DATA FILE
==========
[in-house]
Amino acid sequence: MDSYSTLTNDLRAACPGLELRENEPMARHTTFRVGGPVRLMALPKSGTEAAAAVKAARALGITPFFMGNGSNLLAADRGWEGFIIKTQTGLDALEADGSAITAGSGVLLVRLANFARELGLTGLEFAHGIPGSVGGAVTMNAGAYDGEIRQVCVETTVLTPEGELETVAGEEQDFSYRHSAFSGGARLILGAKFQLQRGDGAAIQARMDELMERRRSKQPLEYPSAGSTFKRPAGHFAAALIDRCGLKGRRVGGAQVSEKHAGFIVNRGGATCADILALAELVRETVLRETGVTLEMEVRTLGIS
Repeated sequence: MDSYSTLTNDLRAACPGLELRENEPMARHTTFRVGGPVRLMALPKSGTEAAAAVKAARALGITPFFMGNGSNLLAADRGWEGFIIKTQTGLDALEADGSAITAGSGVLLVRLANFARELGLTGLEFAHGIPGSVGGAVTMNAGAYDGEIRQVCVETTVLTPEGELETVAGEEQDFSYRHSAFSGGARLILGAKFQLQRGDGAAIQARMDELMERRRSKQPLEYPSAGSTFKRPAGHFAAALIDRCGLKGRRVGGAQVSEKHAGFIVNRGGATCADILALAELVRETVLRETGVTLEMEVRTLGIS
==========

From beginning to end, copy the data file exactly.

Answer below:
[in-house]
Amino acid sequence: MDSYSTLTNDLRAACPGLELRENEPMARHTTFRVGGPVRLMALPKSGTEAAAAVKAARALGITPFFMGNGSNLLAADRGWEGFIIKTQTGLDALEADGSAITAGSGVLLVRLANFARELGLTGLEFAHGIPGSVGGAVTMNAGAYDGEIRQVCVETTVLTPEGELETVAGEEQDFSYRHSAFSGGARLILGAKFQLQRGDGAAIQARMDELMERRRSKQPLEYPSAGSTFKRPAGHFAAALIDRCGLKGRRVGGAQVSEKHAGFIVNRGGATCADILALAELVRETVLRETGVTLEMEVRTLGIS
Repeated sequence: MDSYSTLTNDLRAACPGLELRENEPMARHTTFRVGGPVRLMALPKSGTEAAAAVKAARALGITPFFMGNGSNLLAADRGWEGFIIKTQTGLDALEADGSAITAGSGVLLVRLANFARELGLTGLEFAHGIPGSVGGAVTMNAGAYDGEIRQVCVETTVLTPEGELETVAGEEQDFSYRHSAFSGGARLILGAKFQLQRGDGAAIQARMDELMERRRSKQPLEYPSAGSTFKRPAGHFAAALIDRCGLKGRRVGGAQVSEKHAGFIVNRGGATCADILALAELVRETVLRETGVTLEMEVRTLGIS